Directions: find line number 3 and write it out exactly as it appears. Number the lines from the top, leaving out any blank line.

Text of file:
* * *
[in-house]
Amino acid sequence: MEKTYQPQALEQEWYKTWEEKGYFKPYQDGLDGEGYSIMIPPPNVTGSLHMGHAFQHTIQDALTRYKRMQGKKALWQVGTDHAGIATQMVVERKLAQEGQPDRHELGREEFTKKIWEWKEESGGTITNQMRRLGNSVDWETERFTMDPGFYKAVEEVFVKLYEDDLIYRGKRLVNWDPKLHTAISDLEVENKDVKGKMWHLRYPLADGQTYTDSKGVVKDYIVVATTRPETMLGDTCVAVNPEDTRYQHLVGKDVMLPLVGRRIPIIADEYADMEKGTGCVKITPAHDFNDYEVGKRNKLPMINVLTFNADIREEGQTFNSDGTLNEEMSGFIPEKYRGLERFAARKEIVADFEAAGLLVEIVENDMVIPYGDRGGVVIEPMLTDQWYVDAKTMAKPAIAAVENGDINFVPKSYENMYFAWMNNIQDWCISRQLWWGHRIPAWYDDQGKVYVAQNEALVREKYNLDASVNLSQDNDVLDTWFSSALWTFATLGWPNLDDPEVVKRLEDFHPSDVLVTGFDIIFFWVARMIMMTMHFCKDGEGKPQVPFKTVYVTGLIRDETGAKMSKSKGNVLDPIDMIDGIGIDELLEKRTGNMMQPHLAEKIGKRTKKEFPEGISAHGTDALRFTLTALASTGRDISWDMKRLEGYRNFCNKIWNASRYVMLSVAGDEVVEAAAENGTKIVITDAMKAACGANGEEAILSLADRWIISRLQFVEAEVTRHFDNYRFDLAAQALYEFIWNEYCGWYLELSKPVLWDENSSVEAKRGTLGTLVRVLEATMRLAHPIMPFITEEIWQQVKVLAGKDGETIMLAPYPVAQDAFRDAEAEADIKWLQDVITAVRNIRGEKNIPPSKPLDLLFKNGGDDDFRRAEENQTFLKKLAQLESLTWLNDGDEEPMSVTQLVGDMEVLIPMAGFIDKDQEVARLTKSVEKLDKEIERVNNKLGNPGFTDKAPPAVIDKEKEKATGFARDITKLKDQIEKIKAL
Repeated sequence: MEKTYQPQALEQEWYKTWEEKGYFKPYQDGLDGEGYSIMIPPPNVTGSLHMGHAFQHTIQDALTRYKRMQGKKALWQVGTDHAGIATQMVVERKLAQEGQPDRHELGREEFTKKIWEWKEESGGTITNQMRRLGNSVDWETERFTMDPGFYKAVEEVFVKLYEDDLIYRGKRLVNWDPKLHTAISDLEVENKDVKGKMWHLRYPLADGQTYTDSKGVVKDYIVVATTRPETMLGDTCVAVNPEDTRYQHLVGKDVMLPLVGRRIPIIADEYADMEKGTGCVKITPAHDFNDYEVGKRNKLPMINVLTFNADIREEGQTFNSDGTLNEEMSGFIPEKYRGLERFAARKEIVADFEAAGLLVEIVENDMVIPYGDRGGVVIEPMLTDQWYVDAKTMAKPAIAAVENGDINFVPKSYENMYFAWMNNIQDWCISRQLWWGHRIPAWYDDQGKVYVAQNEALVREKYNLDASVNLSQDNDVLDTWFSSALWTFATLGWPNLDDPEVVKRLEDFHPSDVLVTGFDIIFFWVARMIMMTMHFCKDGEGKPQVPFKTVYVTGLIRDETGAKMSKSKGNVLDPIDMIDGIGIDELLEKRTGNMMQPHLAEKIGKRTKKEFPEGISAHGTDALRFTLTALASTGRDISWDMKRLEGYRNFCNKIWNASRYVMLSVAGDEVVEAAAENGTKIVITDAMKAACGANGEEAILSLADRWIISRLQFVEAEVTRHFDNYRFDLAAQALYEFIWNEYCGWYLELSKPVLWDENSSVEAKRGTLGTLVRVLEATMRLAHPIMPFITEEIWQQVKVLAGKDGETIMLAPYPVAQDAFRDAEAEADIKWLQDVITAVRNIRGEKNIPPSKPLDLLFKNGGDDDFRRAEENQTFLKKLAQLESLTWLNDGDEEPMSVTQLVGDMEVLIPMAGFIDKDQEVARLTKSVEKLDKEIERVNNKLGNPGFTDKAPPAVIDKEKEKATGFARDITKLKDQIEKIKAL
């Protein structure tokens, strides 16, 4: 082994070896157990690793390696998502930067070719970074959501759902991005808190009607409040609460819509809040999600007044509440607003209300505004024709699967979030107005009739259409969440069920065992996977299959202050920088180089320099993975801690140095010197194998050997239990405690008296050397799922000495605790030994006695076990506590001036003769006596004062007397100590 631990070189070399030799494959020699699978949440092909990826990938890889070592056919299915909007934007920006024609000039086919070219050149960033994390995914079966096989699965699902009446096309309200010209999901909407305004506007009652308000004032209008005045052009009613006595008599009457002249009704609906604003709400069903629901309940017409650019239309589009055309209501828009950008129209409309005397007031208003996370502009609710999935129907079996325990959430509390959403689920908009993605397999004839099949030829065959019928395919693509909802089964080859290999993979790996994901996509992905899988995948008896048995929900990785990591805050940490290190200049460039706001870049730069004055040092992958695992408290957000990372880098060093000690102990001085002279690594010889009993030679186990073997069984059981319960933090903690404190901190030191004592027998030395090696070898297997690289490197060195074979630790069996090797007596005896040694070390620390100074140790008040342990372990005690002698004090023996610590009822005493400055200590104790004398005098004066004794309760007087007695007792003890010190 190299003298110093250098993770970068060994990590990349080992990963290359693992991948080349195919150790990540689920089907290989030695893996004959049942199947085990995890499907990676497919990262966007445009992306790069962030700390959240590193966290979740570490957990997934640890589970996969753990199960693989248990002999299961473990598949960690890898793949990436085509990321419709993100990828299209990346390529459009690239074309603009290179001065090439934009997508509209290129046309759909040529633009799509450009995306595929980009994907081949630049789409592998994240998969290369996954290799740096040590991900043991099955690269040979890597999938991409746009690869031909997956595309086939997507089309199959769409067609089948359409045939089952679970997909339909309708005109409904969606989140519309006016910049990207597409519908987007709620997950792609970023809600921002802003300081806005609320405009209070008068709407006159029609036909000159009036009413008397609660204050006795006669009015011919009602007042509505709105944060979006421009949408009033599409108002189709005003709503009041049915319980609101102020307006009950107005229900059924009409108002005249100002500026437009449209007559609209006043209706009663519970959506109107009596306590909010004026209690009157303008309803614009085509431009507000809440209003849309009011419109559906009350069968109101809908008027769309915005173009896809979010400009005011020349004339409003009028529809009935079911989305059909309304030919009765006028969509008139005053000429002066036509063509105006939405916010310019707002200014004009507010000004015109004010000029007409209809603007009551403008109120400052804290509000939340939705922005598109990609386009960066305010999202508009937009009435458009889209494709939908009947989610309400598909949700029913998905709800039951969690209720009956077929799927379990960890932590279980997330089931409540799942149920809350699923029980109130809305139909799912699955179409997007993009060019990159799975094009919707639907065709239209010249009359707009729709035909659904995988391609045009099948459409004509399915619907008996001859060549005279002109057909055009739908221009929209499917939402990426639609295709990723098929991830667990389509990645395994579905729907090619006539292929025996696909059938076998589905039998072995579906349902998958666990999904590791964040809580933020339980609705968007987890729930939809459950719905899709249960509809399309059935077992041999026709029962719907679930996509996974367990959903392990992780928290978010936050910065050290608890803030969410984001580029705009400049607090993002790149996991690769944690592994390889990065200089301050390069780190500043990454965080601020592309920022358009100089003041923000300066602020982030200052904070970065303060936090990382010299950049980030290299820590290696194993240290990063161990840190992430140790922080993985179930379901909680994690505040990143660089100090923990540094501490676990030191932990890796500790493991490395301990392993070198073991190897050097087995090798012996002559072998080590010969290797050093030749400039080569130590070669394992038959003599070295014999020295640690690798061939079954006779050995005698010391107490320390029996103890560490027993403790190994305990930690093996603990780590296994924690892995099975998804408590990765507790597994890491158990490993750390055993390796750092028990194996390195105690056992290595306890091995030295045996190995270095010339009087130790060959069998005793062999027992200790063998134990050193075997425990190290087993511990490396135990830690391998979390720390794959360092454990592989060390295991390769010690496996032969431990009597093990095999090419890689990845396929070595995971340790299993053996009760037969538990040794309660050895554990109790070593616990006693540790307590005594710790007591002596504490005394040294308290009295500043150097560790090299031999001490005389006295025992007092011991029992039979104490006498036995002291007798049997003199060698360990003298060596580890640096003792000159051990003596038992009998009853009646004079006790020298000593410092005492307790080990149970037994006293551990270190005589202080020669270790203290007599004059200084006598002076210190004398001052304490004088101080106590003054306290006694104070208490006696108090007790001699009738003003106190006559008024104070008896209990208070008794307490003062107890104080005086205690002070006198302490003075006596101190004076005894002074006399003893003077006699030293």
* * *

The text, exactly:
Repeated sequence: MEKTYQPQALEQEWYKTWEEKGYFKPYQDGLDGEGYSIMIPPPNVTGSLHMGHAFQHTIQDALTRYKRMQGKKALWQVGTDHAGIATQMVVERKLAQEGQPDRHELGREEFTKKIWEWKEESGGTITNQMRRLGNSVDWETERFTMDPGFYKAVEEVFVKLYEDDLIYRGKRLVNWDPKLHTAISDLEVENKDVKGKMWHLRYPLADGQTYTDSKGVVKDYIVVATTRPETMLGDTCVAVNPEDTRYQHLVGKDVMLPLVGRRIPIIADEYADMEKGTGCVKITPAHDFNDYEVGKRNKLPMINVLTFNADIREEGQTFNSDGTLNEEMSGFIPEKYRGLERFAARKEIVADFEAAGLLVEIVENDMVIPYGDRGGVVIEPMLTDQWYVDAKTMAKPAIAAVENGDINFVPKSYENMYFAWMNNIQDWCISRQLWWGHRIPAWYDDQGKVYVAQNEALVREKYNLDASVNLSQDNDVLDTWFSSALWTFATLGWPNLDDPEVVKRLEDFHPSDVLVTGFDIIFFWVARMIMMTMHFCKDGEGKPQVPFKTVYVTGLIRDETGAKMSKSKGNVLDPIDMIDGIGIDELLEKRTGNMMQPHLAEKIGKRTKKEFPEGISAHGTDALRFTLTALASTGRDISWDMKRLEGYRNFCNKIWNASRYVMLSVAGDEVVEAAAENGTKIVITDAMKAACGANGEEAILSLADRWIISRLQFVEAEVTRHFDNYRFDLAAQALYEFIWNEYCGWYLELSKPVLWDENSSVEAKRGTLGTLVRVLEATMRLAHPIMPFITEEIWQQVKVLAGKDGETIMLAPYPVAQDAFRDAEAEADIKWLQDVITAVRNIRGEKNIPPSKPLDLLFKNGGDDDFRRAEENQTFLKKLAQLESLTWLNDGDEEPMSVTQLVGDMEVLIPMAGFIDKDQEVARLTKSVEKLDKEIERVNNKLGNPGFTDKAPPAVIDKEKEKATGFARDITKLKDQIEKIKAL